Titus

Titus Benton

My dog’s name is Louie.

We named him in honor of Saint Louis. It’s my wife’s hometown and a city where we did a lot of living before moving to Texas. Plus, you know, the Cardinals and all that. It just felt right.

Louie is a beagle, or some sort of beagle-hound mix. He’s seven or so, but we’ve only had him four years. He is a rescue animal, found at the corner of Clay Road and some other street here in Katy, Texas. The organization that found him named him Clay. I don’t think we should name things based on lostness. It seemed demeaning. So we named him a name that stood for home.

As I mentioned, Louie is a hound dog. This means he brays any time the neighbor cat comes close to the house. I don’t hunt, but he can tree a possum along our back fence should one dare to traverse our suburban backyard. He’s killed more than one that tried to cross our little postage-stamped sized lot on the ground. He gathers up socks and hides them places — in the ground along the side of our patio or in the crevices of couch cushions. When he’s feeling playful, he tosses them up in the ground with his mouth and then bats at them in the air with his front paws.

He’s a good-natured dog, but ornery, so he fits in pretty well at the Benton place.

The thing Louie does that is the most annoying is run away. He’s a hound dog, which means he likes to track stuff with his nose. We live in the middle of about six million people, so there is plenty to smell. We walk him every single day for exercise, but I don’t guess we get it all out of his system. If my son takes the garbage to the curb and leaves the gate open, Louie will leave. If the door passing through the laundry room to the garage is ajar, he’ll push through it and get out of the house that way. He used to dig under the fence to escape. I buried a two-by-twelve in the ground all the way around our fence, so he can’t do that any more. But still, if he can, he vanishes.

When we first got him this caused great amounts of concern. We’d hunt all the cul-de-sacs in search for our wayward pup. We’d spot him, get out of the truck, and call him over. He would sprint off in the opposite direction, playing hard to get.

Eventually we’d catch him, tackling him in desperation, in some cases. A treat might lure him close enough to grab. More than once some other kind soul would take him in, look at his collar or answer our post on social media with a kind and neighborly “I think I’ve got your dog, here.” We’d go over and pick him, and he’d just look at us with that dumb, blank stare that dogs give their owners sometimes.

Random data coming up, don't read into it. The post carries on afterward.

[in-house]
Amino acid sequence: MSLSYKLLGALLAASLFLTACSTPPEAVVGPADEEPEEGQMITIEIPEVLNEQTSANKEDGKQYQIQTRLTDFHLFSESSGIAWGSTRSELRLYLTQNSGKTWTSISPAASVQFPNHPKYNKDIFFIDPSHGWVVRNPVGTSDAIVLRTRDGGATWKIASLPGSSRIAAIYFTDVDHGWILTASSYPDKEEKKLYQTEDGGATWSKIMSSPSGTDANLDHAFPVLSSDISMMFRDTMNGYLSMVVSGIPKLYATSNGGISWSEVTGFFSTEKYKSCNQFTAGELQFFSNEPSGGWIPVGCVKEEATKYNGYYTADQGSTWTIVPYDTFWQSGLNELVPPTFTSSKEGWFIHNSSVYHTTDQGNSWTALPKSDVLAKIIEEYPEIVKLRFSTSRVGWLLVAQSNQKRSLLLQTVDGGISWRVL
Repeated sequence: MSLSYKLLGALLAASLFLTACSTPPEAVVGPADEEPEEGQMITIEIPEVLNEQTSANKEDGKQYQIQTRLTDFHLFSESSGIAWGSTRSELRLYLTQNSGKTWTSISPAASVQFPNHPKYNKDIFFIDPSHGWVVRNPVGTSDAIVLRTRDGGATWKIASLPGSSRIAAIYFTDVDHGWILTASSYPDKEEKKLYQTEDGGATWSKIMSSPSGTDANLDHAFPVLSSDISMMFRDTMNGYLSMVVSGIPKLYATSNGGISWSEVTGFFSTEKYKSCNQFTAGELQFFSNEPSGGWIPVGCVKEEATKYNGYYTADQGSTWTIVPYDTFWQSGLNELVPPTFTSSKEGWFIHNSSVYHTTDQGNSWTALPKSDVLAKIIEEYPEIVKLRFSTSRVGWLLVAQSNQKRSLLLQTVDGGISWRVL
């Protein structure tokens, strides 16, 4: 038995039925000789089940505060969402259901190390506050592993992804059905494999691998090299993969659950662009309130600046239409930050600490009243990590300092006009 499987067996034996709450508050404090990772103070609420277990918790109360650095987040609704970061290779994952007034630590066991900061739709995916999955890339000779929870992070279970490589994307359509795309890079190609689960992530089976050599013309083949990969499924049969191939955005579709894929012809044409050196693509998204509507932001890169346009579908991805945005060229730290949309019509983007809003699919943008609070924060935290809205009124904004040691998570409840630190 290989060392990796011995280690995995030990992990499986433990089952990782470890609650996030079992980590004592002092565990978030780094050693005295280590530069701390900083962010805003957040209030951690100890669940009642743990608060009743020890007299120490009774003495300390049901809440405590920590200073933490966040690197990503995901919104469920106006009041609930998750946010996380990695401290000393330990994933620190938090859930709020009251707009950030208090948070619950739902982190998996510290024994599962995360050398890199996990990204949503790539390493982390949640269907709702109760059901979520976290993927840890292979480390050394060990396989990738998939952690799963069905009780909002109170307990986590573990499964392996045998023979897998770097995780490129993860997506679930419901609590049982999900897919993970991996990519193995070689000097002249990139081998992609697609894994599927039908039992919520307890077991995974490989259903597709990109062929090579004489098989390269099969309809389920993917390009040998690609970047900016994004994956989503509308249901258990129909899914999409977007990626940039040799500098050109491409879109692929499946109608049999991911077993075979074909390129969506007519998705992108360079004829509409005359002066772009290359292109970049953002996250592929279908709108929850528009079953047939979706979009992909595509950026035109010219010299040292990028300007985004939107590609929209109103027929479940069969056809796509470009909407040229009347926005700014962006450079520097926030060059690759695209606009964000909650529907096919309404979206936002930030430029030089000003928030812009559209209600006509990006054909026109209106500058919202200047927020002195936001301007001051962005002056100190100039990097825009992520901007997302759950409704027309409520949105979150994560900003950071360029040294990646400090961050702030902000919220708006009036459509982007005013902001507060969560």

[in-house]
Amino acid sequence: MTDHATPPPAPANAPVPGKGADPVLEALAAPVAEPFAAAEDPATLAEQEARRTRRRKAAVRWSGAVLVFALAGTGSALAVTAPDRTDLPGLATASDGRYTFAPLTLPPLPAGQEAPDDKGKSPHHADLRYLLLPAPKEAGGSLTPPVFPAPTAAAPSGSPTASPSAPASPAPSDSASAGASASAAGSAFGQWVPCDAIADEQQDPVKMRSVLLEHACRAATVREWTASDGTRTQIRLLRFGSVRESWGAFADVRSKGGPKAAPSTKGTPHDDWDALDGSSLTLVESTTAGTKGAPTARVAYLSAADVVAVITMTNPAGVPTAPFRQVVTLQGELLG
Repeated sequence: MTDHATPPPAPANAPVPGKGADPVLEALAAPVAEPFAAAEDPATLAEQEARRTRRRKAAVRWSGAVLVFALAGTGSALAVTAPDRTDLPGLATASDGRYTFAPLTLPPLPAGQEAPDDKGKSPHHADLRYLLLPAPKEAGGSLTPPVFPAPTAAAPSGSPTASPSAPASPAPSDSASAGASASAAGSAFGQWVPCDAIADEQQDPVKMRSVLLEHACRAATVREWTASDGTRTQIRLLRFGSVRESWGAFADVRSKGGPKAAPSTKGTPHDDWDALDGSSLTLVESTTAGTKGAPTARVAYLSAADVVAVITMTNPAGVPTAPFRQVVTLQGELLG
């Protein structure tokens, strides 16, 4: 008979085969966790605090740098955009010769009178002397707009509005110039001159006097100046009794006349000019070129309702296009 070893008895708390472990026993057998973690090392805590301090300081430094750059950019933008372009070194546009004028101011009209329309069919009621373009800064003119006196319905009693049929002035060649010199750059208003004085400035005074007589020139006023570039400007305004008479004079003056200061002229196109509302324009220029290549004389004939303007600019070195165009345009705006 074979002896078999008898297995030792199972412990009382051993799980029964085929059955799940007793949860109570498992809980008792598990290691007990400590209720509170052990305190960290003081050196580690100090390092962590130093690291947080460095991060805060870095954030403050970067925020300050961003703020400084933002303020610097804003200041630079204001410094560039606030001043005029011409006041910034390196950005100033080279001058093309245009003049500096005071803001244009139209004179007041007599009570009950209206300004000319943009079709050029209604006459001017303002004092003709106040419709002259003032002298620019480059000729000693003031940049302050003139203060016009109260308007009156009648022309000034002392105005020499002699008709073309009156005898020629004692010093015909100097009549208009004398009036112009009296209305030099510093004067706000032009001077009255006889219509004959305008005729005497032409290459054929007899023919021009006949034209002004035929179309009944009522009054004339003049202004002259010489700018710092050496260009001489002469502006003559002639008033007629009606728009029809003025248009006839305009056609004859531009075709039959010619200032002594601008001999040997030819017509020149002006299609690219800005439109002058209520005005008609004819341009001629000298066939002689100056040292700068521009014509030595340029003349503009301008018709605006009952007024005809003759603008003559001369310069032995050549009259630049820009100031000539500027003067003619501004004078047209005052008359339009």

More recently, though, we’ve discovered something quite remarkable.

Louie comes home.

This shouldn’t be shocking. Out in the country pets roam and, if they survive highway traffic they always come home. But that wasn’t our early experience with Louie. He’d just keep running until we captured him or someone else did. He never came back. But lately we’ve not been chasing. Sometimes it’s because we didn’t notice he got out — a gate got left unlatched and off he went, but we were oblivious.

Sure enough, a couple hours later there would be a scrape at the front door. There stood Louie, a similar dumb, blank stare, begging for re-entry. I guess he was thirsty.

All this has got me to thinking. It might sound strange, but I wonder if you and I aren’t all that unlike the pets we keep. I tend to think that animals take on the personality of their owners, but maybe it’s the other way around. Or maybe we just share some characteristics because we’re all alive, dogs and cows and people.

Of course Louie likes to get out of what must feel something like a prison to him. Sure, we rub his belly and take him for walks and give him his heartworm medicine. But it must be quite dull for a hound like him in our suburban enclave. There are only so many socks to hunt down and conceal. Every now and then he must itch for something more, something exciting, something adventurous.

So he runs. He sniffs and sprints and chases cats and pees on fence lines and eats apple cores that someone tossed out their car window. He goes as far as he can go and — if no one picks him up or we don’t chase him down or he doesn’t get hit by a truck — he eventually realizes that he’s wet or cold or hot or thirsty, and he realizes the adventure is over.

Because he’s a smart dog, he points his nose back toward home. It may be kind of dull sometimes, but it’s where the belly rubs and cool water and beloved socks are. So he jogs back, retracing his steps, until he smells and sees our street. And then he approaches the front door, jumps up on his hind legs, and scapes at the glass with his paws until we come and let him in. Then he saunters into the kitchen, bends his head down and gets a big old drink. He’ll drink a whole bowl full and then look at us with the big dumb look, asking for more. And he’ll drink again.

Life offers many adventures, he seems to understand.

But there’s no place like home.